Tele-Substitution of 2, 3-Dichloropyrazine

Chapter 7, "LUMO Analysis of Electrophiles (Part II)", left us with a surprising observation reported by McDonald et al. in 2006 [1]: 2,3-dichloro-pyrazine reacts with lithium dithiane to provide a single product in which the hydrogen atom at C-6 of pyrazine is substituted by the nucleophile and the chloro group at C-3 is replaced by a hydrogen atom. In contrast to the selective C-2 chloride displacement usually observed for reactions between 2,3-dichloropyrazine and other nucleophiles (e.g. amines, enolate anions, etc.) (Figure 1). [2]

Figure 1. Nucleophilic Substitution of 2, 3-Dichloropyrazine at C2 and C6


Why does lithiated dithiane add to 2,3-dichloropyrazine at C-6 position? Why would the chloro group at C-3 be selectively displaced?


LUMO & LUMO Map Analyses


Since 2,3-dichloropyrazine is the electrophile in the reaction, let’s look at its LUMO and LUMO Map first (Figure 2). This dichloropyrazine has its LUMO lobes centered mainly between C-2 and C-3, C-5 and C-6 (colored in red), not on the carbons themselves, while LUMO + 1, 0.65 eV higher in energy than LUMO, has significant lobes centered on C-2, C-3, C-5 & C-6, and are roughly equal in sizes.



Figure 2. LUMO/LUMO map (left) and LUMO + 1/LUMO + 1 map (right) of 2,3-dichloropyrazine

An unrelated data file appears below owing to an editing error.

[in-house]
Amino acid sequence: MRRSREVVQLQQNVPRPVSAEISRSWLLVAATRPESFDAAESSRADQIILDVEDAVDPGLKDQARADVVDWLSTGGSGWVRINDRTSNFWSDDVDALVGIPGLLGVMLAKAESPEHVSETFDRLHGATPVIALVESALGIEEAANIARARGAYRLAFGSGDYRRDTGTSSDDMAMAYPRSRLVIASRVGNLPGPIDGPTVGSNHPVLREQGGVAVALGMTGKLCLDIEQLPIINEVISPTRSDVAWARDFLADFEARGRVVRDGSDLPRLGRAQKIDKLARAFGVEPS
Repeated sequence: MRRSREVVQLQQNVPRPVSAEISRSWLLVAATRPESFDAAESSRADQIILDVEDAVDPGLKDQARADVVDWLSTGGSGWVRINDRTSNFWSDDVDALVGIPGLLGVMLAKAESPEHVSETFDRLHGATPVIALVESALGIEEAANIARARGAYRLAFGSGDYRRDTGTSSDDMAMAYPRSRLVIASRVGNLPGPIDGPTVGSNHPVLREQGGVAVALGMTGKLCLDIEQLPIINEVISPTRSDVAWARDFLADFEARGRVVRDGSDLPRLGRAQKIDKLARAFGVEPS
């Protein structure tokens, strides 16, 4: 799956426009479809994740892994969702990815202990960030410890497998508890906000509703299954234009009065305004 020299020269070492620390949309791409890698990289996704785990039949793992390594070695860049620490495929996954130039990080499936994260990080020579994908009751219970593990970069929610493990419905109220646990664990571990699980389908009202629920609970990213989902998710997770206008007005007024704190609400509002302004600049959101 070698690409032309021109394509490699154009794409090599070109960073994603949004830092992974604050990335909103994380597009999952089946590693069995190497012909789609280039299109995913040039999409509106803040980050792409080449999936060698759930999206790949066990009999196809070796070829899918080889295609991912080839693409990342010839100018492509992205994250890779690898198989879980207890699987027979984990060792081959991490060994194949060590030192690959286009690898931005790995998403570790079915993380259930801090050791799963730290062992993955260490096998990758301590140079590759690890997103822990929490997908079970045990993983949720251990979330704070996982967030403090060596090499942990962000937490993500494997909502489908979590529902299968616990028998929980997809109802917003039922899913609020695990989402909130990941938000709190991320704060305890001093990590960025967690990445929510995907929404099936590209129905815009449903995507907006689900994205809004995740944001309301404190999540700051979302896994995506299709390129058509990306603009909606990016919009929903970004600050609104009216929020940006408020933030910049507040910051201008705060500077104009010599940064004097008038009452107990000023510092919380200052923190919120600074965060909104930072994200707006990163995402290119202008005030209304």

LUMO + 1 map reveals that the LUMO+1 lobes on C-5 and C-6 are more exposed beyond the surface of the molecule than the lobes on C-2 and C-3 (due to the attached chloro groups), and LUMO ones, suggesting a higher accessibility for nucleophilic attack at C-5 and C-6. It is more likely that 2,3-dichloropyrazine uses LUMO+1 for the addition.


Reversibility and Irreversibility of Interactions


Based on the LUMO + 1/LUMO + 1 map analyses, we reason that C-6 of 2,3-dichloropyrazine is more accessible than C-2 for nucleophilic interaction with lithium enolate (Figure 3). However, such reaction at the C-6 is reversible, while addition at the C-2 position could lead to displacement of the chloro group, an irreversible process.

 Figure 3. Nucleophilic substitution of 2, 3-dichloropyrazine with lithium enolate


When lithiated dithiane is used in the reaction (Figure 4), since C-6 is more accessible than C-2 and formation of this carbon-carbon bond is irreversible, preferential addition of dithiane occurs at the C-6.

Figure 4. Nucleophilic Substitution of 2,3-dichloropyrazine with lithiated dithiane


Next question, why is the chloro group at C-3 being selectively displaced?


Mechanism for Chloride Elimination


We propose the reaction mechanism shown in Figure 5. First, 2,3-dichloropyrazine reacts with lithiated dithiane irreversibly to provide intermediate I (along with its resonant structures I’ and I”); after quenching with water, the anionic intermediate acquires a proton to form compound B, which potentially is an equilibrium mixture of B1, B2, B3 and B4 ; Intermediate B eliminates a molecule of HCl, re-aromatizes to provide product C, analogous to the mechanism proposed by McDonald et al for 2,6-dichloropyrazine tele-substitution. [1]

Figure 5. Proposed mechanism: Reaction of 2,3-dichloropyrazine with lithiated dithiane